Brinewell blast: the mystery continues

Keith Budinger, new boss of Halite
Keith Budinger, new boss of Halite

THE company behind plans for a multi-million pound gas store scheme under the Wyre estuary has revealed details of its technical report into the geyser-like eruption which sent tonnes of salty mud onto a field and country lane this summer.

Halite Energy, which says it has evidence saboteurs were behind the incident, has released its technical report into the brinewell blast, believed by other observers to be the result of geological instability in the area, which is littered with disused brinewells.

Halite has issued its statement after the police said last week there was “no verifiable evidence” either way following their probe.

This week Halite’s chief executive Keith Budinger said the company was grateful for the police’s efforts, adding: “It is not possible to share further details of the evidence publicly as, should further information come to light, the police investigations will be re-opened.”

Giving the company’s thoughts on the incident Mr Budinger said its investigation had “established that a short section of borehole casing was distorted and ruptured in an airlock in the brine well 190 metres below ground.

“This caused air and brine to rise up under pressure to the wellhead. However the wellhead flange was able to withstand this increase in pressure.

“Highly pressurised brine and air travelled back down the gap between the inner and outer casings and then back to the ground surface around the outside of the outer casings. It is likely that this happened at approximately 24m below the surface.”

He said Halite has already taken measures to strengthen security, monitoring and maintenance around all the historic brine wells and was completing a full risk assessment of every well.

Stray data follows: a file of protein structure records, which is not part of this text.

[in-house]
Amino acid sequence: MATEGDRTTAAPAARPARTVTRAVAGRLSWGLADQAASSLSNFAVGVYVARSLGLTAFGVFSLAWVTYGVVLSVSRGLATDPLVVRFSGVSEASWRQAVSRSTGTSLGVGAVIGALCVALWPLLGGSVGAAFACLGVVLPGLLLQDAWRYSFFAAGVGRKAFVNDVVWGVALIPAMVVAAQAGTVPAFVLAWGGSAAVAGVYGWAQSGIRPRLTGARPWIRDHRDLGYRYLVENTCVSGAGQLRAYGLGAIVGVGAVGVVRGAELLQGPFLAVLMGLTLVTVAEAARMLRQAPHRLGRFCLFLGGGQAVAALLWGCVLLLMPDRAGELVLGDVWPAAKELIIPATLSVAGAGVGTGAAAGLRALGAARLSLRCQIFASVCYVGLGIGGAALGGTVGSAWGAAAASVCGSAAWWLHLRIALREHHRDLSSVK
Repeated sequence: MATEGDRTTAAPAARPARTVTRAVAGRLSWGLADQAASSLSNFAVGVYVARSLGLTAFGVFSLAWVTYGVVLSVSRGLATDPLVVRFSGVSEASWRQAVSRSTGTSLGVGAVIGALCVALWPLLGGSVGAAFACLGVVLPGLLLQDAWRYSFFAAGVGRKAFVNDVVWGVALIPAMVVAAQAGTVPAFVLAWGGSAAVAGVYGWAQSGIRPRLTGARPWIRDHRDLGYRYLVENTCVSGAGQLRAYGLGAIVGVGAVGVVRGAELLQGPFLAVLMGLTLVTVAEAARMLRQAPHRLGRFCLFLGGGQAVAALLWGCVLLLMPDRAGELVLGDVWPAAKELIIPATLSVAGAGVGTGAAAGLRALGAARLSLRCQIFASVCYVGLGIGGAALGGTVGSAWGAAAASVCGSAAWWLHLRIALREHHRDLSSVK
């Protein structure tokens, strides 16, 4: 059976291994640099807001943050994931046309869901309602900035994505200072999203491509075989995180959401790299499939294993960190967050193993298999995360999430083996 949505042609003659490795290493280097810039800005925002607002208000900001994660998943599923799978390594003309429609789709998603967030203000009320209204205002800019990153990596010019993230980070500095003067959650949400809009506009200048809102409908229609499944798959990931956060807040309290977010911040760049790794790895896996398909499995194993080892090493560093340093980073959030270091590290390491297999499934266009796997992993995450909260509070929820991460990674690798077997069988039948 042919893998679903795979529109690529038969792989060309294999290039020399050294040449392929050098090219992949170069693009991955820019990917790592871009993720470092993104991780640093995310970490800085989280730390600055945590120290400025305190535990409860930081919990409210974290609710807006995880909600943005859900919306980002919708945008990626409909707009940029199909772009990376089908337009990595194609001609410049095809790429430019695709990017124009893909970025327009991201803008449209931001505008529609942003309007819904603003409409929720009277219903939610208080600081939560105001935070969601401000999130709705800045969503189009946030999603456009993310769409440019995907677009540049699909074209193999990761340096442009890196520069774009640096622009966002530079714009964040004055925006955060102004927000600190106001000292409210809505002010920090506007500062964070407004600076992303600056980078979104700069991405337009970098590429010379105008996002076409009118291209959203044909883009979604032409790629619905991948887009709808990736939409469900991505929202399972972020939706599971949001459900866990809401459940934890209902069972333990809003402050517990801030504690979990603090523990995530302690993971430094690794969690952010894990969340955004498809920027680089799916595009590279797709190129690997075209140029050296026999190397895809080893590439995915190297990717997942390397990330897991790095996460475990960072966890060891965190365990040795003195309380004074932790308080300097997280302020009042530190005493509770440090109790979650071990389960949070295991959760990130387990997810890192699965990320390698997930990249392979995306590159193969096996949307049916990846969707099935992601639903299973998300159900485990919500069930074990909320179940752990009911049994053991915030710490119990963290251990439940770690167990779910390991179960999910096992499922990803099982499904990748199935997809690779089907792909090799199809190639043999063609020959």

The company has also stepped up on site security. A 24-hour ranger patrol has been introduced to monitor the land in Halite’s ownership, paying particular attention to areas with wellheads from historic workings.

The results of CCTV and geophysical surveys undertaken following the incident have been compared to the high quality sonar survey results of the brine well gathered in June, 2010.

Halite said: “This work has demonstrated that the cavern is stable and the cavern floor and roof remain intact, removing any possibility that cavern instability caused the incident and also removing any concerns around any future cavern collapse or ground subsidence in the adjacent area.”

A full report is being assembled by Halite’s geology consultants and will be published on September 30.

As summary of the report is available from Halite’s website at www.halite-energy.co.uk

l Halite is taking legal advice over ways of removing a trespasser from its land at Stalmine. The man is understood to have a horse and caravan and has been on the land since September 11. A spokeswoman said: “Halite has sought legal advice and begun the process of arranging civil legal proceedings to move him on.”

The county council’s enforcement officer has made contact with the trespasser.